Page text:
La. congressmen, law professor weigh in on the intensifying impeachment process

Updated: Dec. 5, 2019 at 7:33 PM CST
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NEW ORLEANS (WVUE) -House Speaker Nancy Pelosi said Thursday (Dec. 5) that Democrats will move closer to impeaching Republican President Donald Trump. Pelosi announced on live TV that the House will draft formal articles of impeachment against Trump.

"Our democracy is at stake. The President leaves us no choice but to act because he is trying to corrupt, once again, the election for his own benefit. The President has engaged in abuse of power undermining our national security and jeopardizing the integrity of our elections,” said Pelosi, D-California.

President Trump responded with a tweet which reads, “The Do Nothing, Radical Left Democrats have just announced that they are going to seek to Impeach me over NOTHING. They already gave up on the ridiculous Mueller “stuff,” so now they hang their hats on two totally appropriate (perfect) phone calls with the Ukrainian President.”

Democrats say Trump abused his power and tried to influence the 2020 election when he asked Ukraine’s president to investigate former Vice President Joe Biden who is running for president and Biden’s son, Hunter.

Tulane University constitutional law professor Stephen Griffin is watching the impeachment process closely.

"Impeachment, the point here is not just to remove or not. The point is whether at the end of the day President Trump will be checked in what the Democrats felt was an obvious transgression,” said Griffin.

Griffin thinks Democrats’ argument that Trump tried to interfere in next year’s election carries weight, in terms of the constitution.

"The real strong point on the Democratic side is that the founders of this country were extremely concerned about any hint of foreign influence in our elections and that’s going to continue to be a very strong point for the Democrats to go forward. I didn’t hear Republicans say that it was okay to have foreign influence in our elections,” he said.

Pelosi’s announcement came one day after an hours-long impeachment hearing by the House Judiciary Committee which saw members of Congress support or oppose the idea of impeachment along party lines. Two Louisiana congressmen sit on the committee including the state’s only Democratic representative Cedric Richmond.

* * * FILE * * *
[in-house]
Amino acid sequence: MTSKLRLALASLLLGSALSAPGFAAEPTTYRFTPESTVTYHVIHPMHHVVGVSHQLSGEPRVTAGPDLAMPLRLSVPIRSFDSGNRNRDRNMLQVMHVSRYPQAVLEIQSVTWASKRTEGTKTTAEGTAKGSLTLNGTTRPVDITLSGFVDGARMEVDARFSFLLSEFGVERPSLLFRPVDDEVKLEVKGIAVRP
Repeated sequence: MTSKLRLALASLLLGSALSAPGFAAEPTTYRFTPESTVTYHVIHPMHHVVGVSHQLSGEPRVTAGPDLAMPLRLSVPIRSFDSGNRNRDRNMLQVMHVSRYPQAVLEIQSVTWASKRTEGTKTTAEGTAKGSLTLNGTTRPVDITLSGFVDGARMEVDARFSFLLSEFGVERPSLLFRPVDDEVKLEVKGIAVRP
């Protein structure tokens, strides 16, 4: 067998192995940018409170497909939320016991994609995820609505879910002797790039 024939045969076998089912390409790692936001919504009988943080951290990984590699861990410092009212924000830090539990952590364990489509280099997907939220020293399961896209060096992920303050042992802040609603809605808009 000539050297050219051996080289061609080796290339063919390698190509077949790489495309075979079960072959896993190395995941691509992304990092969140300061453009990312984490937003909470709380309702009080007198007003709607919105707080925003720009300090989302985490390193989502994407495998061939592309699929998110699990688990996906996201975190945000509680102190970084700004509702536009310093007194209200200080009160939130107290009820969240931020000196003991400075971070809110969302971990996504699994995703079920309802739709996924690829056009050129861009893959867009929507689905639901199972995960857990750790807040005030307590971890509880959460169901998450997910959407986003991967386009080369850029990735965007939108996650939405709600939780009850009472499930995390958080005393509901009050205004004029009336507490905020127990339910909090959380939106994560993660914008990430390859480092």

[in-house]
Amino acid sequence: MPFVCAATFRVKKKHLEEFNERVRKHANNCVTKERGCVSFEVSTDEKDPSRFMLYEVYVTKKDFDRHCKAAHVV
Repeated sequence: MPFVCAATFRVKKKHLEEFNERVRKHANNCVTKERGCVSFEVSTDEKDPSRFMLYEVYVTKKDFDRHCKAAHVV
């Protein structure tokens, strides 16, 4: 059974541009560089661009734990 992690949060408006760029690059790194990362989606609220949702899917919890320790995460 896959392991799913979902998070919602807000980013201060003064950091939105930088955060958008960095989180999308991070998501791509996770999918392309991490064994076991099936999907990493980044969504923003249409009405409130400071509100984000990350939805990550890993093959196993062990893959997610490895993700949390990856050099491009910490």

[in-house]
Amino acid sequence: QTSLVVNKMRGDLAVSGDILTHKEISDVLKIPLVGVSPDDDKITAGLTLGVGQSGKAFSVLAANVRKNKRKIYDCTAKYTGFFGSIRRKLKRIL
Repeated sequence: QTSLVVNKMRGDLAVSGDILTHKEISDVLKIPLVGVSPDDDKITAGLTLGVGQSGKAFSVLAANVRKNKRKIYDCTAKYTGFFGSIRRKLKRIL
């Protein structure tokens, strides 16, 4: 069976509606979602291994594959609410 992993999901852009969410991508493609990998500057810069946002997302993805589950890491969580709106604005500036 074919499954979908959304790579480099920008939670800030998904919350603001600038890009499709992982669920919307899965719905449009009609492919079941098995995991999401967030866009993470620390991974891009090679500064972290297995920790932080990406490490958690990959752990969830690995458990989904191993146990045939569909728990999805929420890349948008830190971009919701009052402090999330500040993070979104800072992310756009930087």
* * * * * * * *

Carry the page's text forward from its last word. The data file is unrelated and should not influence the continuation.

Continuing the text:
"President Nixon leveraged the powers of his office to investigate political rivals. But here the evidence shows that President Trump also leveraged taxpayer dollars to get Ukraine to announce sham investigations of President Trump's political rivals,” said Rep. Richmond, D-Louisiana.

But his Republican colleague Mike Johnson of Shreveport said impeachment is not warranted.

"The greatest danger of this fraudulent impeachment production is not what happens this afternoon or by Christmas or in the election next fall. The greatest danger is what this will do in the days ahead,” said Rep. Johnson.

On the Sean Hannity Show on the FOX News channel, GOP House Minority Whip Steve Scalise of Louisiana said there was nothing wrong with the conversation Trump had with Ukraine’s president.

"The bottom line is President Zelensky and President Trump are the only two people participating in the phone call and neither of them had a problem with the call,” said Scalise.

Republicans argue that there is a presidential election less than a year away and accuse Democrats of wanting to oust Trump since the day he took office.

Griffin commented on the election argument.

"I think that's a very strong argument, the trouble with that though is that unless Pres. Trump is willing to do what Pres. Reagan did in somewhat similar circumstances and admit that he did something wrong and that he won’t do it again, unless he’s willing to take that course of action Democrats have little choice but to try to check him in some way,” Griffin stated.

In mentioning Reagan, Griffin was referring to the Iran-Contra controversy, However, Reagan was never impeached.

Griffin also noted that the impeachment process is playing out as more people can witness it through social media or on their smartphones.

"Well, not only more avenues for people, there's more avenues for Trump himself to comment on the impeachment as it takes place because there will be proceedings on the floor of the House, most important the Senate trial,” said Griffin.

Political pundits doubt Trump will be convicted during a trial in the Republican-controlled Senate.

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